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You might have heard some of the recent buzz about Cocoon from the Apache Software Foundation. Now in its third year of development, Cocoon has gradually matured from a simple XSL (Extensible Stylesheet Language) transformation servlet into a full-blown Web application framework. Developed in Java, Cocoon typically runs as a servlet inside a servlet container like Apache Tomcat, though it can run in standalone mode as well.
Now don't be put off by the mention of XSL, because Cocoon has a great deal to interest the Java developer. In this article, we look at two ways of using Java to build business logic into your Cocoon-based Web applications. But first, let's start with a quick overview of Cocoon.
Cocoon is officially defined as an XML publishing engine, and while technically correct, the description does not do the product justice. The best way to understand Cocoon is to view it as a framework for generating, transforming, processing, and outputting data. Think of Cocoon as a machine that receives data from a wide variety of sources, applies various processing to it, and spits data out in the desired format. Figure 1 helps illustrate this view.
Figure 1. Cocoon big picture
We could also define Cocoon as a data flow machine. That is, when you use Cocoon, you define the data paths or flows that produce the pages that make up your Web application. Even a simple hello-world.html page has a data flow defined to serve the page.
I could spend this entire article discussing Cocoon's architecture, but it boils down to a few basic principles:
This last point warrants some emphasis. In a traditional Web server, a URI generally maps to a physical resource. So, the
URI http://localhost/index.html on an Apache server maps to an HTML file I create on my computer called
index.html. In Cocoon, there is absolutely, I repeat, absolutely no inherent correlation between URIs and physical resources. While nothing prevents you from making a correlation, Cocoon
does not require one. You are free to design the URI patterns for your application in a way that helps your users better navigate
your site. On the back end, you can organize your file resources to facilitate administration and maintenance.
To better understand Cocoon's processing model, let's look at a sample pipeline. This rudimentary example defines a page called
index.html. This pipeline lives in the sitemap, which is an XML file typically called
<map:match pattern="index.html"> <map:generate type="file" src="content/mainfile.xml"/> <map:transform type="xslt" src="content/stylesheets/mainstyle.xsl"/> <map:serialize type="html"/> </map:match>
This pipeline has three steps. First, a generator component, the
FileGenerator, reads data from an XML file called
FileGenerator's actual definition is made earlier in the sitemap, at which time, the component is assigned a
type attribute called
file. All pipeline components in Cocoon are referenced by their
type attributes.) Then a transformation is applied—in this case, a component called the
TraxTransformer applies an XSL stylesheet to the incoming data. Finally, the
HTMLSerializer writes data out to a browser client.
Though simple, the example above is common. If you set up this pipeline, create the XML and XSL files, Cocoon will happily serve the file contents according to the XSL instructions when you point your browser to your Cocoon application's index.html.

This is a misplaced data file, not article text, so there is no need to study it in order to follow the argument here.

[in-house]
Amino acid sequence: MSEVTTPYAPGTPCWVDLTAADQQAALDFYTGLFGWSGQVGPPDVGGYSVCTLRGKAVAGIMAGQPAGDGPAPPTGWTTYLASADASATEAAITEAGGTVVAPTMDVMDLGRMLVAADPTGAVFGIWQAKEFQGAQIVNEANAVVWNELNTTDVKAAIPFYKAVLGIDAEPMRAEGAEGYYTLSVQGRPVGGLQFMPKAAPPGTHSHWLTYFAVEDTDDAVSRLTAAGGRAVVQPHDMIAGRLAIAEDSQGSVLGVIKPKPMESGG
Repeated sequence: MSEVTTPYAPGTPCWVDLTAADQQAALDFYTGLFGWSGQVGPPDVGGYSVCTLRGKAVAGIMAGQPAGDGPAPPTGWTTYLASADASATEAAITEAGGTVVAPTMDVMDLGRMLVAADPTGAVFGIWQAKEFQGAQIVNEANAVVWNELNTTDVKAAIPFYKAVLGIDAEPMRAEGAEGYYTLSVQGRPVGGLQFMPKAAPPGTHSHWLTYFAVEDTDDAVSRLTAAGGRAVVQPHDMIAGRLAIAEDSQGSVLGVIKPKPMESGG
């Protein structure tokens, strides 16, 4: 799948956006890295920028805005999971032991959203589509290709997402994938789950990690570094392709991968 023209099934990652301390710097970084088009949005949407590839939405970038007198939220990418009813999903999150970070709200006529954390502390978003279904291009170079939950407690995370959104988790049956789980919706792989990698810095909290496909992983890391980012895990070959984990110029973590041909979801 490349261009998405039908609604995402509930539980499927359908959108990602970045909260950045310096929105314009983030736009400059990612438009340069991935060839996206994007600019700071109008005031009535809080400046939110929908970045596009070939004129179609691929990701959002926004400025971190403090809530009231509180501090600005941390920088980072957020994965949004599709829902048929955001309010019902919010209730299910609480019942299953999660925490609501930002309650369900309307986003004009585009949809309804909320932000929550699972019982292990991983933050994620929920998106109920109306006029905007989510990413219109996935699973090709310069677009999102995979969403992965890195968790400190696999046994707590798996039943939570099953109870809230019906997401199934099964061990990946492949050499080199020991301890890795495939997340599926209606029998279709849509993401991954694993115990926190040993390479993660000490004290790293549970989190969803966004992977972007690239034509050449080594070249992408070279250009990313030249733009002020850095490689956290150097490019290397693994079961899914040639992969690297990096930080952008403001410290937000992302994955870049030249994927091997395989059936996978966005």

You might be wondering how all this relates to Java development. Java is vital when it comes to Cocoon's processing layer, represented by Figure 1's middle box. This processing layer, the heart of any Cocoon-based application, is where you apply logic to do something intelligent with the input data and get your desired output. While plenty of situations will arise where your pipelines are as simple as the example above, when you get into serious Web application development, you will need to apply logic to your data flow.
In Cocoon, you can implement logic in four main ways:
TraxTransformer, which you can see in action in the pipeline above.
This article covers this list's last two approaches: XSPs and actions. If you develop with Cocoon to any extent, you'll end up using them and probably liking them. Plus, you'll be happy to know that in both cases, you are essentially programming within a servlet context. More correctly, both components (in fact, all Cocoon components) have access to request, response, session, and context objects. Much of the logic you implement interacts with these objects in some way.
Let's look at XSPs and actions individually. If you haven't yet, you'll need to download the latest Cocoon distribution, now 2.0.3. Getting Cocoon up and running reaches beyond this article's scope. The easiest way to start is to go to http://xml.apache.org/cocoon/, download the latest official release of Cocoon, install it in a servlet container like Apache Tomcat (4.0.4 is recommended), and start playing. Read the installation instructions carefully. The documentation on the Cocoon Website is getting better by the day, so bookmark it. The Cocoon users mailing list is also well stocked with people willing to help you get started. Note that if you follow the default installation instructions for Tomcat, you point your browser to http://localhost:8080/cocoon/index.html to access the Cocoon Web application. This article's examples assume you have this basic setup and a URI base of http://localhost:8080/cocoon.